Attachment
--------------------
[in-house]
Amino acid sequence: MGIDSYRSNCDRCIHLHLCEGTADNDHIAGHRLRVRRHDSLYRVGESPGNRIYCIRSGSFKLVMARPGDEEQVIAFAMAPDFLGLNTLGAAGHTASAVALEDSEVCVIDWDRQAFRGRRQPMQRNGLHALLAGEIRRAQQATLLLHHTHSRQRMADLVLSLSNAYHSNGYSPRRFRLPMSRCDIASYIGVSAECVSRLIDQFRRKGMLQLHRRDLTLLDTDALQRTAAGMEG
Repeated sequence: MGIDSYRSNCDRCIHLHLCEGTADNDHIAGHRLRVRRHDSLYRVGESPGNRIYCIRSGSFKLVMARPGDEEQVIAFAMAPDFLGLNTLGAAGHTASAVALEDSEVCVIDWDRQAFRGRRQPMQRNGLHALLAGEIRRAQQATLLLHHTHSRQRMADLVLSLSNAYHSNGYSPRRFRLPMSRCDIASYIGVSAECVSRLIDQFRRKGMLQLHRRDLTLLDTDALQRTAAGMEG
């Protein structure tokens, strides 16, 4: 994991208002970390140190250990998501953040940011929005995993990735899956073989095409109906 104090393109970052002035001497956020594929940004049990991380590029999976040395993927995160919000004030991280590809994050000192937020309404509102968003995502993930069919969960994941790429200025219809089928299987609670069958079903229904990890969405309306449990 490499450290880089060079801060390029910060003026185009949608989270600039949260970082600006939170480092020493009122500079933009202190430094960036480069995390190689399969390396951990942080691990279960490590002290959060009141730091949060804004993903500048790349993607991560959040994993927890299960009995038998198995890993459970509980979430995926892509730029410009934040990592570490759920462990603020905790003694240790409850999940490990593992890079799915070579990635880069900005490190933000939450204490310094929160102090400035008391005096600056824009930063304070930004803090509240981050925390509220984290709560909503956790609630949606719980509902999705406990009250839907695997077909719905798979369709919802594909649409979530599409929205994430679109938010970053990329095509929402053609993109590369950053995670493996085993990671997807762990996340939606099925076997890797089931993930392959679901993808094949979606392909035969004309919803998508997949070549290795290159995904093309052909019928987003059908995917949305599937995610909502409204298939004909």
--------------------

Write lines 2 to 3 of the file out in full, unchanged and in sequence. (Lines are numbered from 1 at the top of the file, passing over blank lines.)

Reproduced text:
Amino acid sequence: MGIDSYRSNCDRCIHLHLCEGTADNDHIAGHRLRVRRHDSLYRVGESPGNRIYCIRSGSFKLVMARPGDEEQVIAFAMAPDFLGLNTLGAAGHTASAVALEDSEVCVIDWDRQAFRGRRQPMQRNGLHALLAGEIRRAQQATLLLHHTHSRQRMADLVLSLSNAYHSNGYSPRRFRLPMSRCDIASYIGVSAECVSRLIDQFRRKGMLQLHRRDLTLLDTDALQRTAAGMEG
Repeated sequence: MGIDSYRSNCDRCIHLHLCEGTADNDHIAGHRLRVRRHDSLYRVGESPGNRIYCIRSGSFKLVMARPGDEEQVIAFAMAPDFLGLNTLGAAGHTASAVALEDSEVCVIDWDRQAFRGRRQPMQRNGLHALLAGEIRRAQQATLLLHHTHSRQRMADLVLSLSNAYHSNGYSPRRFRLPMSRCDIASYIGVSAECVSRLIDQFRRKGMLQLHRRDLTLLDTDALQRTAAGMEG